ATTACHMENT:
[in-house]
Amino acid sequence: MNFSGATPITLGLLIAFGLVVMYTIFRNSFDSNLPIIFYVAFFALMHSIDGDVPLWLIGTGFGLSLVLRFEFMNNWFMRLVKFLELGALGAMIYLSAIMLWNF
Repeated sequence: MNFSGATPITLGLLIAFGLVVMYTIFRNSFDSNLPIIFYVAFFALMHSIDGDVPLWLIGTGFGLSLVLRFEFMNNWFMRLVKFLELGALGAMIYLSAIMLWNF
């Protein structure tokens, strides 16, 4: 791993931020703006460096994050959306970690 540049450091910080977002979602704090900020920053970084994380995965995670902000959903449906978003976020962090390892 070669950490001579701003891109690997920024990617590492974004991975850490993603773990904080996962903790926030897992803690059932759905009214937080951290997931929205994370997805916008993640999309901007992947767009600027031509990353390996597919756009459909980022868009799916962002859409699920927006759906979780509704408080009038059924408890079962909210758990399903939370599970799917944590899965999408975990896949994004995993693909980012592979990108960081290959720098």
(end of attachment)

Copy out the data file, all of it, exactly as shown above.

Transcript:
[in-house]
Amino acid sequence: MNFSGATPITLGLLIAFGLVVMYTIFRNSFDSNLPIIFYVAFFALMHSIDGDVPLWLIGTGFGLSLVLRFEFMNNWFMRLVKFLELGALGAMIYLSAIMLWNF
Repeated sequence: MNFSGATPITLGLLIAFGLVVMYTIFRNSFDSNLPIIFYVAFFALMHSIDGDVPLWLIGTGFGLSLVLRFEFMNNWFMRLVKFLELGALGAMIYLSAIMLWNF
């Protein structure tokens, strides 16, 4: 791993931020703006460096994050959306970690 540049450091910080977002979602704090900020920053970084994380995965995670902000959903449906978003976020962090390892 070669950490001579701003891109690997920024990617590492974004991975850490993603773990904080996962903790926030897992803690059932759905009214937080951290997931929205994370997805916008993640999309901007992947767009600027031509990353390996597919756009459909980022868009799916962002859409699920927006759906979780509704408080009038059924408890079962909210758990399903939370599970799917944590899965999408975990896949994004995993693909980012592979990108960081290959720098």